Hysterical women are always wrong

One comment thread I anxiously followed this week was at Pandagon, a “debunking” of hysteria, which is a sexist, cartoonish depiction of womanhood, an invention of the patriarchy, not to be taken seriously. What is there to say to that?

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Happily, one commenter out of 70 came along to wreck the party:

odanu said:

Trauma is manifest in our society. The number of small children who are beaten, berated, and raped continually throughout their childhoods, in their own homes, is astronomical. Some children who escape that are exposed to violence and chaos in their communities, especially very urban and sometimes very rural communities. In addition, more “normal” traumas such as car accidents, long term hospitalizations, the death of a parent, etc., can lead a child to undiagnosed PTSD. An adult can develop PTSD through many means, but most commonly through war combat (including inner city gang wars) and through victimization in domestic violence and rape.
…I submit (and much of the research I followed during my years in school confirmed this) that both BPD and APD [anti-social personality disorder] are (mostly) genderized constructs of the aftereffects of untreated childhood PTSD.
BPD is much more commonly diagnosed in women than in men (something like, off the top of my head, 80% to 20%) while the reverse percentages hold true for APD. Both APD and BPD are considered “resistant to treatment” because they are considered to actually be inborn personality traits vs. something that is a response to something in the environment. Yet, several studies have shown that the amount of child sexual abuse of women with BPD is well more than double the 30% standard in the female population as well. Many small studies of APD have also found correlations with child abuse. BPD is often called the “pain in the ass” diagnosis, because these clients are often very difficult to work with, and people with APD are often considered to be “merely” criminal and not mentally ill.

So a treatable illness (PTSD) is treated as if it is a difficult to treat personality trait (BPD or APD) and those who had childhood trauma get (all too often) traumatized again, this time by the system.

That informed comment remained a spit in the ocean, til I popped in with a suggestion that women interested in womens issues might read a book, for which I got dissed by mediagirl for advocating the “acceptance” of hysteria, then one more spit in the ocean, endorsing the learning and the seeking of knowledge:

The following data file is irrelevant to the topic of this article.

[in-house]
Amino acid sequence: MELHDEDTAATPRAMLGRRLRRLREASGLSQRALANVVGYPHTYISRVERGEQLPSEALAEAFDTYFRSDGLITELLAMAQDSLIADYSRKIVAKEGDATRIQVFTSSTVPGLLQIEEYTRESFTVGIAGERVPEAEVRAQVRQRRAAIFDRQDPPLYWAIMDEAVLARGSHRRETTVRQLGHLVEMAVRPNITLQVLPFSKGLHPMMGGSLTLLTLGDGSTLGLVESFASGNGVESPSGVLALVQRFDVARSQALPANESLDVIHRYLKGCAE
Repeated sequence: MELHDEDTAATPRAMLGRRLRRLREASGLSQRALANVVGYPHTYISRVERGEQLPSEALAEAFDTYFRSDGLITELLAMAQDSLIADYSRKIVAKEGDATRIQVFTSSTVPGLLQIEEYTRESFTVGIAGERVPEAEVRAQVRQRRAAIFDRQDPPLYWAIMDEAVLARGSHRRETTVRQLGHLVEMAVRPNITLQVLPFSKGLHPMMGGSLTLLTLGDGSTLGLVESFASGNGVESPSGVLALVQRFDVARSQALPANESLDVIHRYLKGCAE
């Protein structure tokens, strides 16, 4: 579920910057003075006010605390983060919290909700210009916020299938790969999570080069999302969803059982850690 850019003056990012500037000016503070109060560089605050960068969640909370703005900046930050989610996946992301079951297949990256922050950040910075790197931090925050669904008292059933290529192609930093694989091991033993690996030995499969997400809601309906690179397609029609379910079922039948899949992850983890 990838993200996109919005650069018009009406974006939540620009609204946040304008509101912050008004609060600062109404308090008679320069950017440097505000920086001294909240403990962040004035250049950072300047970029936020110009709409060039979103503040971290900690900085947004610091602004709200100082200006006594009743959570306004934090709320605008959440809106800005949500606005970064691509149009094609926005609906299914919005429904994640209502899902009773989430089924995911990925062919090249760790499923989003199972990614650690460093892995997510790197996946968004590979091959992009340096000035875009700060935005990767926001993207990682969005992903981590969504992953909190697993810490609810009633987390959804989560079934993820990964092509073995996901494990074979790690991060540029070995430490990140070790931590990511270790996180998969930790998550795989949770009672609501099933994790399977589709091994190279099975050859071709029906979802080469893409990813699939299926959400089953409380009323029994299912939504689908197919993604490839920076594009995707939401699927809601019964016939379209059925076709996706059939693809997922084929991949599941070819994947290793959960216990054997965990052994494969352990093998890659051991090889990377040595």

Coyoteville said:

Drs. Herman and van der Kolk did the key research that found that 2/3 of the people (mostly women) they studied with diagnoses of Borderline Personality Disorder had histories of extended physical and sexual abuse. The psychiatric profession wasn’t ready to hear this, tho’ …

The psychiatrists who don’t want to hear it have themselves some strange bedfellows. I’ll stick with Maggie Cho who asked her own readers, “Why don’t we believe hysterical women? Hysterical women are always right.”

Posted in BPD et al., Child abuse, We Love Women
6 comments on “Hysterical women are always wrong
  1. sly civilian says:

    frustrating to see a lack of nuance in these arguments. the classification and response is constructed and gendered, but originating traumas may be entirely real…

    not that difficult, but when there’s an axe to grind…

  2. flawedplan says:

    Hi Sly,

    I have an axe to grind too, a big, unwieldy ontological motherfucker. The semantic problem is real, but the critics of the term hysteria need to offer an alternative for engaging the state, unless they want to deny that too, which I find unsupportable in feminist ideology.

  3. The general social tendency is to assume: If you are emotional, you are just too sensitive. Yet, isn’t the opposite often true: If you are not very emotional, you are just too robotic!

  4. flawedplan says:

    (Hi Jennifer, my first comment to you and I appreciate your visits.) I agree and think women who take that route are accepting the cultural devaluation of emotion and giving into masculine and psychological norms. People need to deal with their hangups about excitation, some things are worth getting hysterical about.

  5. Just read through the thread at Pandagon and just wanna say you are awesome. I spent a lot of time beating myself up in college with my own anti-psychiatry quests, after soaking my psyche in Charlotte Perkins Gilman’s The Yellow Wallpaper, Phyllis Chesler’s Women and Madness, Jeffrey Moussaieff Masson’s The Assault on Truth, and later, Kate Millett’s The Loony Bin Trip. (Also everything by Chrystos.) The problem for me was that I was construing everything in black and white, pro- and anti-psychiatry terms. I had serious mental health issues, but accepting “treatment” options seemed to mean accepting an apolitical, antifeminist agenda. Whereas accepting an idea that all mental health paradigms were inherently and inexorably false on political grounds left me without the language to name my difficulties (beyond naming the traumas which I knew had likely caused them, and continuing to name them, over and over).

    I was lost, either way I went. Wish I could have found some road into the more nuanced understandings you share here. I nearly died from all that “either/or.”

  6. Burrow says:

    It’s good to see someone trying to bring light to the situation. It frustrates me to no end. As someone who has severe PTSD and has been labeled as BPD I am really frustrated with how people view my disAbility. *goes to check Pandagon thread now*

    As always, love your insight.

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